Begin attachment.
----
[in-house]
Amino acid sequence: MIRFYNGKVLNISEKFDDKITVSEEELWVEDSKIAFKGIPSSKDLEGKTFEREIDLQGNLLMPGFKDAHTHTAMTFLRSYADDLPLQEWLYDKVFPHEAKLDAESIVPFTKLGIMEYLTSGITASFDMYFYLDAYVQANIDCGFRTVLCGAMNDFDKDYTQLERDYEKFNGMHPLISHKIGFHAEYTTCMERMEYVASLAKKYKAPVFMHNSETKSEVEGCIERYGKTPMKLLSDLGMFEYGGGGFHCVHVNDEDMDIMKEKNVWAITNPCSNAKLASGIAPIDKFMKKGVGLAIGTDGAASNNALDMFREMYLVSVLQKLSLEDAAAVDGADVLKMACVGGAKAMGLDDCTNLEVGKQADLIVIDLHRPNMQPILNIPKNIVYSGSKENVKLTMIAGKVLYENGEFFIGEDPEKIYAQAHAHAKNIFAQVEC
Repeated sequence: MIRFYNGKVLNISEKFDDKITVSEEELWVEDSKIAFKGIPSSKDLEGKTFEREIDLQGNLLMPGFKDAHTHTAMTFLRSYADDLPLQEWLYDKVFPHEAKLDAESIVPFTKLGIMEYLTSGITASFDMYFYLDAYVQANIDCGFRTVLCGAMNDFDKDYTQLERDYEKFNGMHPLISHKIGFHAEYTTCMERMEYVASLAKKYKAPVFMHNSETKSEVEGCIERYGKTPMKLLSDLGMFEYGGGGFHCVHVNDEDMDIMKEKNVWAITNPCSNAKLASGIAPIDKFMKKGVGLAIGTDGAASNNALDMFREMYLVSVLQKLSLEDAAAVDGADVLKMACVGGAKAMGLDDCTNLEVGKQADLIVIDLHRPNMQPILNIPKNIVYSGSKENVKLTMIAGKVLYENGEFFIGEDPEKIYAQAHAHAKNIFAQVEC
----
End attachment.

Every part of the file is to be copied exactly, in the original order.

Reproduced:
[in-house]
Amino acid sequence: MIRFYNGKVLNISEKFDDKITVSEEELWVEDSKIAFKGIPSSKDLEGKTFEREIDLQGNLLMPGFKDAHTHTAMTFLRSYADDLPLQEWLYDKVFPHEAKLDAESIVPFTKLGIMEYLTSGITASFDMYFYLDAYVQANIDCGFRTVLCGAMNDFDKDYTQLERDYEKFNGMHPLISHKIGFHAEYTTCMERMEYVASLAKKYKAPVFMHNSETKSEVEGCIERYGKTPMKLLSDLGMFEYGGGGFHCVHVNDEDMDIMKEKNVWAITNPCSNAKLASGIAPIDKFMKKGVGLAIGTDGAASNNALDMFREMYLVSVLQKLSLEDAAAVDGADVLKMACVGGAKAMGLDDCTNLEVGKQADLIVIDLHRPNMQPILNIPKNIVYSGSKENVKLTMIAGKVLYENGEFFIGEDPEKIYAQAHAHAKNIFAQVEC
Repeated sequence: MIRFYNGKVLNISEKFDDKITVSEEELWVEDSKIAFKGIPSSKDLEGKTFEREIDLQGNLLMPGFKDAHTHTAMTFLRSYADDLPLQEWLYDKVFPHEAKLDAESIVPFTKLGIMEYLTSGITASFDMYFYLDAYVQANIDCGFRTVLCGAMNDFDKDYTQLERDYEKFNGMHPLISHKIGFHAEYTTCMERMEYVASLAKKYKAPVFMHNSETKSEVEGCIERYGKTPMKLLSDLGMFEYGGGGFHCVHVNDEDMDIMKEKNVWAITNPCSNAKLASGIAPIDKFMKKGVGLAIGTDGAASNNALDMFREMYLVSVLQKLSLEDAAAVDGADVLKMACVGGAKAMGLDDCTNLEVGKQADLIVIDLHRPNMQPILNIPKNIVYSGSKENVKLTMIAGKVLYENGEFFIGEDPEKIYAQAHAHAKNIFAQVEC